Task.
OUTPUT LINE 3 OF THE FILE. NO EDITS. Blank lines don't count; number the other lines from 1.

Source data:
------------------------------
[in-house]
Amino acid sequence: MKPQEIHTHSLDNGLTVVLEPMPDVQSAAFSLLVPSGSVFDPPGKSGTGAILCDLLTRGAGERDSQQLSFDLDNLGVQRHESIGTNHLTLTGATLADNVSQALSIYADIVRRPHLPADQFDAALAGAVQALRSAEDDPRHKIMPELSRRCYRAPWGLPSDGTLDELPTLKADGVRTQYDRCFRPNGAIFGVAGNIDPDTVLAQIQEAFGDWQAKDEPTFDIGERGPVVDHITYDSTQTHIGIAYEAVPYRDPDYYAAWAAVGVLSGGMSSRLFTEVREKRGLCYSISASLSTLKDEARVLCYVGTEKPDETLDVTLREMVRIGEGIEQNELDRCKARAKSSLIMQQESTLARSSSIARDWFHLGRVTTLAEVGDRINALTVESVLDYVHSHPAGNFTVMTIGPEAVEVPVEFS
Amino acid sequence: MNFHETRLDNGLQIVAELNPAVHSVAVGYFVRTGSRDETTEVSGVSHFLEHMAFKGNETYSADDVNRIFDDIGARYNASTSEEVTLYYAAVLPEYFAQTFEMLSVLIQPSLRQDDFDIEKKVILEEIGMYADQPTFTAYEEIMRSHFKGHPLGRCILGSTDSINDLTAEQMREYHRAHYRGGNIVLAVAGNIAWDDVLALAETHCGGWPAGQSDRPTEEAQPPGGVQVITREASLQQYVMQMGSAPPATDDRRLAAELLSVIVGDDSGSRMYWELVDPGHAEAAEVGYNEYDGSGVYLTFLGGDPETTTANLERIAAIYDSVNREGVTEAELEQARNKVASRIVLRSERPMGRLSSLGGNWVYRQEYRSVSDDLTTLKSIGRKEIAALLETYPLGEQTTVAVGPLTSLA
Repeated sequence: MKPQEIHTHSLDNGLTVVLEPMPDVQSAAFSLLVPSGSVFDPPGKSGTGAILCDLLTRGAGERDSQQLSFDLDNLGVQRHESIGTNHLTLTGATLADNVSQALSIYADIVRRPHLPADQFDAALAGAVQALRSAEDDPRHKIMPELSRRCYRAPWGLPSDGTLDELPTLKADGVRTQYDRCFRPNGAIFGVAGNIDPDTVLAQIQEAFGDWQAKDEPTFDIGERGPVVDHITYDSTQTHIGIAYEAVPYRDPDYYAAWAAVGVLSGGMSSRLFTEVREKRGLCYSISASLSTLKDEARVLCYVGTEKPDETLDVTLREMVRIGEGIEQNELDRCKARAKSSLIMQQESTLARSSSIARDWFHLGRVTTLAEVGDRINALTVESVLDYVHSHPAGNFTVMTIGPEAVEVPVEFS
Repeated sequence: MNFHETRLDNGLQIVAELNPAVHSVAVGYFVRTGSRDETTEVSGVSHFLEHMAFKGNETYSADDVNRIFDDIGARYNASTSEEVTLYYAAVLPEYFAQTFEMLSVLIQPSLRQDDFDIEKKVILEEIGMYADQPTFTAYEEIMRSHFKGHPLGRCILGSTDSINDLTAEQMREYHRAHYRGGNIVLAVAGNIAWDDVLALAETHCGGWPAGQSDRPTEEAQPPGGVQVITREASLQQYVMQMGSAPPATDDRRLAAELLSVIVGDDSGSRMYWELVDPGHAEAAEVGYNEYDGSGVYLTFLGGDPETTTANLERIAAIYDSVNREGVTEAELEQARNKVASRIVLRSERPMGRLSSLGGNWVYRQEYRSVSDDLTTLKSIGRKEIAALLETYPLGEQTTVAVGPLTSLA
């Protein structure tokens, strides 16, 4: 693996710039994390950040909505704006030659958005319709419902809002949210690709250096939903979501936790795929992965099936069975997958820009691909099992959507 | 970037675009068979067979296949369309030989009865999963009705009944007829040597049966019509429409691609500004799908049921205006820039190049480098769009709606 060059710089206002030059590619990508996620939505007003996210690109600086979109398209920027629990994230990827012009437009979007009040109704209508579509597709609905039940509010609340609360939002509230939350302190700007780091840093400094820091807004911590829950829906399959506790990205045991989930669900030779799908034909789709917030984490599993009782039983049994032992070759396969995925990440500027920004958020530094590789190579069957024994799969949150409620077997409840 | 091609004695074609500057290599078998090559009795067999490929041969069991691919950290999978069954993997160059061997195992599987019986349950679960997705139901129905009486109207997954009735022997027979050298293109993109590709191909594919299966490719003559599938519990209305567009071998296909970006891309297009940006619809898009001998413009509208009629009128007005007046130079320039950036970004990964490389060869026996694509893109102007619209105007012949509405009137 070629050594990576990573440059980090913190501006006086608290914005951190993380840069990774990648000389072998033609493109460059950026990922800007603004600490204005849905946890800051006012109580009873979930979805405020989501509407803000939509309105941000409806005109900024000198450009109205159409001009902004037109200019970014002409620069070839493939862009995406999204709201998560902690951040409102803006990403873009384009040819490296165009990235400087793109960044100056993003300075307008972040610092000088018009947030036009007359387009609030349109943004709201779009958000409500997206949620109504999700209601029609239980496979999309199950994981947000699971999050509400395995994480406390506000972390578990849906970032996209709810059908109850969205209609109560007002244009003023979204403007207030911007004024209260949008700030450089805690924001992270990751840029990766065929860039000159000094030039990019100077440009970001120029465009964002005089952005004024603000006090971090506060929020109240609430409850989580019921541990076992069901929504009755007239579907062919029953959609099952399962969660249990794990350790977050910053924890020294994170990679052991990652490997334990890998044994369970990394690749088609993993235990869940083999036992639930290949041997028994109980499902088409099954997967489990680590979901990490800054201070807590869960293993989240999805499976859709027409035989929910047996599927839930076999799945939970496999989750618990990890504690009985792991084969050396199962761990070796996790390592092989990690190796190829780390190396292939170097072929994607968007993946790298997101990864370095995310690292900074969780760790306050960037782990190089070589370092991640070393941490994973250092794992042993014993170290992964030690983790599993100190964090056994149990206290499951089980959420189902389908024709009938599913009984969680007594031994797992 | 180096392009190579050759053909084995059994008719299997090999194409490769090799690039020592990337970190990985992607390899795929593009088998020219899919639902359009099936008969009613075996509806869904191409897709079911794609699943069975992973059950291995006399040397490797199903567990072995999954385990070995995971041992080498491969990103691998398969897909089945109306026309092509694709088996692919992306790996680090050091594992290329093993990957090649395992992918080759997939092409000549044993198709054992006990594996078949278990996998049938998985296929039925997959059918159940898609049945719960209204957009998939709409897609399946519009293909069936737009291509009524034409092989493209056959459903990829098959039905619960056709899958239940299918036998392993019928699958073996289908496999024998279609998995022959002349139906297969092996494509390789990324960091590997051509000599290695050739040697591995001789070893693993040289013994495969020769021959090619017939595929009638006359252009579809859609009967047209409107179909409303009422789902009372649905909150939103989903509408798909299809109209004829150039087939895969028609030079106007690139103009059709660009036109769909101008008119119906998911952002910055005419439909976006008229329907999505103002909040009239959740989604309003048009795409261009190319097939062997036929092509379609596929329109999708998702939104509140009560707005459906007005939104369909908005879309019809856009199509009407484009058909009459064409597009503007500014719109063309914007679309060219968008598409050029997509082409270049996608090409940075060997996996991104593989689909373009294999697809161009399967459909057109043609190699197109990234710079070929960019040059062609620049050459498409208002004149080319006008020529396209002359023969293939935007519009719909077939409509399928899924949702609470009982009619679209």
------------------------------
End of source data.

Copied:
Amino acid sequence: MNFHETRLDNGLQIVAELNPAVHSVAVGYFVRTGSRDETTEVSGVSHFLEHMAFKGNETYSADDVNRIFDDIGARYNASTSEEVTLYYAAVLPEYFAQTFEMLSVLIQPSLRQDDFDIEKKVILEEIGMYADQPTFTAYEEIMRSHFKGHPLGRCILGSTDSINDLTAEQMREYHRAHYRGGNIVLAVAGNIAWDDVLALAETHCGGWPAGQSDRPTEEAQPPGGVQVITREASLQQYVMQMGSAPPATDDRRLAAELLSVIVGDDSGSRMYWELVDPGHAEAAEVGYNEYDGSGVYLTFLGGDPETTTANLERIAAIYDSVNREGVTEAELEQARNKVASRIVLRSERPMGRLSSLGGNWVYRQEYRSVSDDLTTLKSIGRKEIAALLETYPLGEQTTVAVGPLTSLA